Evaluating Charter Schools
April 2, 2002
The charter-school movement is only about decade old. Public schools have had centuries to get their act together -- and some urban public schools are still at the bottom, academically speaking. But there are now sufficient numbers of charters -- at least 2,357 nationwide serving 600,000 students -- to begin to evaluate and compare how they stack up to public schools. The findings: under the right conditions, they work. Problem is, those conditions, for various reasons, don't always obtain.
- A study by researchers at California State University, Los Angeles, found that at 93 charters educating children from low-income California households, the students did better academically than their public-school counterparts.
- But while California and Arizona -- with 777 charters between them - give many students a chance for improvement, in many other states, charters are much rarer.
- Virginia and Rhode Island, for example, have only six charters each.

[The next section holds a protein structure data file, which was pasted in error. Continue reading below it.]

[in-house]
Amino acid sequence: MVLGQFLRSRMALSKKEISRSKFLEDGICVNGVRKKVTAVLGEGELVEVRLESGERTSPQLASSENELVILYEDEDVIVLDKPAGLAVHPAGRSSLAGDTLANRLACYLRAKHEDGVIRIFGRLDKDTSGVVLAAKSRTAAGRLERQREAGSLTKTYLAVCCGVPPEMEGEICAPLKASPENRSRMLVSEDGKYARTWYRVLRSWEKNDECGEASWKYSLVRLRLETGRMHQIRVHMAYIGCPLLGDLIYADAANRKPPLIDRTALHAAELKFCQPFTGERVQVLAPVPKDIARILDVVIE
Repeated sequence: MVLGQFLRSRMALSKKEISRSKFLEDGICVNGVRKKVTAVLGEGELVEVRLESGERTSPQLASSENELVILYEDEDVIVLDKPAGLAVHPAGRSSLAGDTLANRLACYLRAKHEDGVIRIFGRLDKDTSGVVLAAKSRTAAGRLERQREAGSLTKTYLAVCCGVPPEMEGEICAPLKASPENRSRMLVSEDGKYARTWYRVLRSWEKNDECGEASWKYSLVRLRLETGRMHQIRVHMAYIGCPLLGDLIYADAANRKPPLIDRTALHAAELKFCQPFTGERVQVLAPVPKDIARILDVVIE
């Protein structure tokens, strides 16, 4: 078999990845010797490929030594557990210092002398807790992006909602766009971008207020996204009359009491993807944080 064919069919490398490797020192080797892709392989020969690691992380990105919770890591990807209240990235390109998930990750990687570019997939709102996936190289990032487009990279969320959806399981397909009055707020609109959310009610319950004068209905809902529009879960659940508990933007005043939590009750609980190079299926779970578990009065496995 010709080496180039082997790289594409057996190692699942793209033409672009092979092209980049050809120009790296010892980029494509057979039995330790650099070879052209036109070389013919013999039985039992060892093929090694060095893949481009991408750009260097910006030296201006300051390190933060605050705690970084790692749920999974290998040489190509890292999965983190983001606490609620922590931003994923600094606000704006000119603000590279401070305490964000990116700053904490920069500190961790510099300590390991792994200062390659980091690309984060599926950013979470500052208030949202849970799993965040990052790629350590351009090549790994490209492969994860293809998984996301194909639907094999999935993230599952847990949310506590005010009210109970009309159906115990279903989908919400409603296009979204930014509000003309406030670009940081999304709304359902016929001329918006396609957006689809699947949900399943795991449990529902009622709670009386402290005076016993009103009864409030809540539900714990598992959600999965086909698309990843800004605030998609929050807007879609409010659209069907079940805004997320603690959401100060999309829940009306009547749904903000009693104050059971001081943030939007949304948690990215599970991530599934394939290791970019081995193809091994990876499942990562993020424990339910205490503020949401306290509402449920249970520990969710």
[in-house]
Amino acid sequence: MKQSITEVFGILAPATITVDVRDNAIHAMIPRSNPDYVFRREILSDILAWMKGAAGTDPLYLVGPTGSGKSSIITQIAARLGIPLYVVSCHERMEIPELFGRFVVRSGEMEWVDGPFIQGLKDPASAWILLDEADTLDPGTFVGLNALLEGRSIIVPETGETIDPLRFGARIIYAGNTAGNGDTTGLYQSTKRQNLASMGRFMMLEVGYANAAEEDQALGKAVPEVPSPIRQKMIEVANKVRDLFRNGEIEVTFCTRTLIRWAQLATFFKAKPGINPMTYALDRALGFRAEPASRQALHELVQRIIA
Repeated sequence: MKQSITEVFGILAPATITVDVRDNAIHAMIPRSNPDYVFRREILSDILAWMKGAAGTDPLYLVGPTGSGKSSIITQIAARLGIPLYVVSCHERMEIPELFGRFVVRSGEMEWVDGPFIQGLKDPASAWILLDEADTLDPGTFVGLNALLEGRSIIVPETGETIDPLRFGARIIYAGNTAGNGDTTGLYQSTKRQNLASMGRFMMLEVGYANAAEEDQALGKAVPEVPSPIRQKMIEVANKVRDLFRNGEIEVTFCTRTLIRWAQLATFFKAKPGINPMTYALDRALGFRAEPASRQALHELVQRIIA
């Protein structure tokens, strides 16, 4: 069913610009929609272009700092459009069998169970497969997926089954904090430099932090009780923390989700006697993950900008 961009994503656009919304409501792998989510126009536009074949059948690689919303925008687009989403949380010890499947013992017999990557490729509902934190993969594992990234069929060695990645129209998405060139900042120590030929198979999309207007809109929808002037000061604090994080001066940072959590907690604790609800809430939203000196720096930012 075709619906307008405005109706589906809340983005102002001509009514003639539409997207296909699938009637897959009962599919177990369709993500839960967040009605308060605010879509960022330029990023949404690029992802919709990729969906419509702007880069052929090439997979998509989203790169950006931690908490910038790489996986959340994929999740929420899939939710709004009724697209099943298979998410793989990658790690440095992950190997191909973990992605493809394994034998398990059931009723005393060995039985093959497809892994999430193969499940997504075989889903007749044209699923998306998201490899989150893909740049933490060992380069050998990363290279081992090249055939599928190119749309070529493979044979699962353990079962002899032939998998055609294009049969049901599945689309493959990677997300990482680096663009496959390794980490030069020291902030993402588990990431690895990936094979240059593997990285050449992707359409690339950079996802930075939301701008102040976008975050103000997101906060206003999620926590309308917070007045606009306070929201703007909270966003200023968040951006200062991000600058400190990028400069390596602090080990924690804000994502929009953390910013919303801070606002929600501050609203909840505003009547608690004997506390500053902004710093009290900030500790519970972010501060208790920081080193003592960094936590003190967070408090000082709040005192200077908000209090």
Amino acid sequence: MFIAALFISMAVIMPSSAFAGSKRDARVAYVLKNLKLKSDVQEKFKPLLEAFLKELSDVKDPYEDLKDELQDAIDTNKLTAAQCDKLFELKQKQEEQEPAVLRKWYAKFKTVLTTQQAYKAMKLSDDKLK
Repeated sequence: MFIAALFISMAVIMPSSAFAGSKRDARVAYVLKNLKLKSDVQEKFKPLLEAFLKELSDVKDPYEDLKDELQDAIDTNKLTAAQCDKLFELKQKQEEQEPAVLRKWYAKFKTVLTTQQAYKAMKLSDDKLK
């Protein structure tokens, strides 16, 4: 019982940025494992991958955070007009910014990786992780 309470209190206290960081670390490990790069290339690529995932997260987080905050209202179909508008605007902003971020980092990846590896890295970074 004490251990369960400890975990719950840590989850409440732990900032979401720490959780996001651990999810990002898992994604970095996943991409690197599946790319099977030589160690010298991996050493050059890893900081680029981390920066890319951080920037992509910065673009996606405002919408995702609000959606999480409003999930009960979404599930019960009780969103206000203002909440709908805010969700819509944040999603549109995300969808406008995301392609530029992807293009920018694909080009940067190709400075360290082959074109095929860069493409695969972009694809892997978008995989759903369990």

- In some states, that is due to overly-strict state rules -- with Virginia, for instance, requiring that only school boards can sponsor charters.
At the other end of the spectrum, Ohio exercises little discretion over who runs a charter school, and recently overpaid an Internet school $2 million despite the fact its administrators knew little about operating a technical school. Ohio's 68 charters don't have to meet the same standards as district schools (as those in California must), and their performance is far below those in California. In urban Ohio districts, most existing charters would reportedly warrant the state's lowest ranking: "academic emergency."
Source: Editorial, "States Ignore Traps Tripping Up Charters," USA Today, April 2, 2002.
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